Brake squeal continues to be a problem for vehicle manufacturers, generating noise pollution, customer dissatisfaction and significant warranty claims. With the introduction of quieter hybrid and electric vehicles the issue of brake squeal presents new challenges in the achievement of lower acceptable noise limits under new use case scenarios, whilst the task of understanding and explaining the underlying phenomenon remains.
This PhD project focusses on the development of source and response models of frictionally induced instabilities in order to advance the knowledge of this complex phenomenon. New efficient numerical models for the prediction of brake squeal will be developed for the purpose of being used by vehicle manufacturers. Experimental investigations will be performed using advanced experimental facilities within the Braking Research Centre at the university and will explore and examine the many theories and mechanisms in order to achieve experimental verification and validation using purpose built laboratory dynamometers. The research will be supported by staff with extensive background within the braking and wider automotive industry.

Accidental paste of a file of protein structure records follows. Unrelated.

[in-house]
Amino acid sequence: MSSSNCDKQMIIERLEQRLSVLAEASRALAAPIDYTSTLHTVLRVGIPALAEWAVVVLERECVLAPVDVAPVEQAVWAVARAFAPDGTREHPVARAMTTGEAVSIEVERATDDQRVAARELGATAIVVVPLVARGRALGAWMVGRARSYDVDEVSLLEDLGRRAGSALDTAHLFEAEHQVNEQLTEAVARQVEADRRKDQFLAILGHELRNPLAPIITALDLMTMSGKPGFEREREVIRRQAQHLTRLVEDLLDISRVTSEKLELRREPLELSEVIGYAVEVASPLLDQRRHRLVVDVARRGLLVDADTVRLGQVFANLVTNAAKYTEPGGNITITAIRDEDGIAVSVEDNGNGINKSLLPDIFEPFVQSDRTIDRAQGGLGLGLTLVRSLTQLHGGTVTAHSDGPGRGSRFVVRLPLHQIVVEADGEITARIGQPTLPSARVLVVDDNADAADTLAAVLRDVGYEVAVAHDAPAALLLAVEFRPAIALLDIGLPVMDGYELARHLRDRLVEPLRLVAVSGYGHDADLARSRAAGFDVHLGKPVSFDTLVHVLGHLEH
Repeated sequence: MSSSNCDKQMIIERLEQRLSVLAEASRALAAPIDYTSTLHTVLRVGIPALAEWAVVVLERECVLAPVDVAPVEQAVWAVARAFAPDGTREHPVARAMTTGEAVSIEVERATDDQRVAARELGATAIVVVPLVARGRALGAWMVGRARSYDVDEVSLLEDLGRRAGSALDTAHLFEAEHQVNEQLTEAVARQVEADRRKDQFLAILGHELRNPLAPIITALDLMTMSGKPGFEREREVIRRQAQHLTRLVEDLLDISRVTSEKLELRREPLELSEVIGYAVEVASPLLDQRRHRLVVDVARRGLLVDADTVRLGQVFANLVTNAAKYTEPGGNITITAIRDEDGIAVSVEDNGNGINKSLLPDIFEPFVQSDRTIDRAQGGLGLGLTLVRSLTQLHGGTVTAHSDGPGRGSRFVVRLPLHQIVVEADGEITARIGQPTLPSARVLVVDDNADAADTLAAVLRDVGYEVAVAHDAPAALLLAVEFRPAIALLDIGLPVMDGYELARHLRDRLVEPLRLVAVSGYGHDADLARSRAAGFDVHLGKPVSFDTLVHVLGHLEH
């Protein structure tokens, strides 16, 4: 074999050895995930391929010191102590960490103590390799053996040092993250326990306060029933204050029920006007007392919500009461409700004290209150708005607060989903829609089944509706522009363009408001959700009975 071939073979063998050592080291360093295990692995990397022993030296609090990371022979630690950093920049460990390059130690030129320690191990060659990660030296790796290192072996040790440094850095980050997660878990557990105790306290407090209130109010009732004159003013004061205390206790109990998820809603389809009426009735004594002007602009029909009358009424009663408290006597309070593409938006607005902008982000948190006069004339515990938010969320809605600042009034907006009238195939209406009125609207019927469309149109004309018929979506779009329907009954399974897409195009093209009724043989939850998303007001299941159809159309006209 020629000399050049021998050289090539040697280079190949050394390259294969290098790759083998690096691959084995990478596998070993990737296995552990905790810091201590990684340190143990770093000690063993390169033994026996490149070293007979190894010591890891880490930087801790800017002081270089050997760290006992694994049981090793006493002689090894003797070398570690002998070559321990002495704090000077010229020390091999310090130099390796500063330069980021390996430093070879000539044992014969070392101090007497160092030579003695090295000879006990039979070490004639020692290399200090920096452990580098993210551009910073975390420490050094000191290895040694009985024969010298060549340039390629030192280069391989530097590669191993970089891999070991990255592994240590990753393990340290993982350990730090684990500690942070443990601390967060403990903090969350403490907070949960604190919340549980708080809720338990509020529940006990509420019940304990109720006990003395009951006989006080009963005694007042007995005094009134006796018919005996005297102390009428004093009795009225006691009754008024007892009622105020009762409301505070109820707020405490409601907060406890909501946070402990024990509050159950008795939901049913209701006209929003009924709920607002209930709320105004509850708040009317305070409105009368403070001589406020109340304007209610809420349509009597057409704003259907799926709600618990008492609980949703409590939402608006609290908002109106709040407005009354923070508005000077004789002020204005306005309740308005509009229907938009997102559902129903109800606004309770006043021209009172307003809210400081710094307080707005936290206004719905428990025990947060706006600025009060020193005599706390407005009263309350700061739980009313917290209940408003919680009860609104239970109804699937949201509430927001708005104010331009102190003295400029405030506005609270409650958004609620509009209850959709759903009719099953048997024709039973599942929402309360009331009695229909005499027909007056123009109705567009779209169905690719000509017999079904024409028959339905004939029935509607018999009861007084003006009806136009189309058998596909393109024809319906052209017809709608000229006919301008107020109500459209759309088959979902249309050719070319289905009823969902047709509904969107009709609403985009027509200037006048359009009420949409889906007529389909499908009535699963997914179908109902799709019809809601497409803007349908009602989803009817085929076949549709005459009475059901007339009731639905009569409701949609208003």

Applications are invited from candidates with a background in mechanical and/or automotive engineering.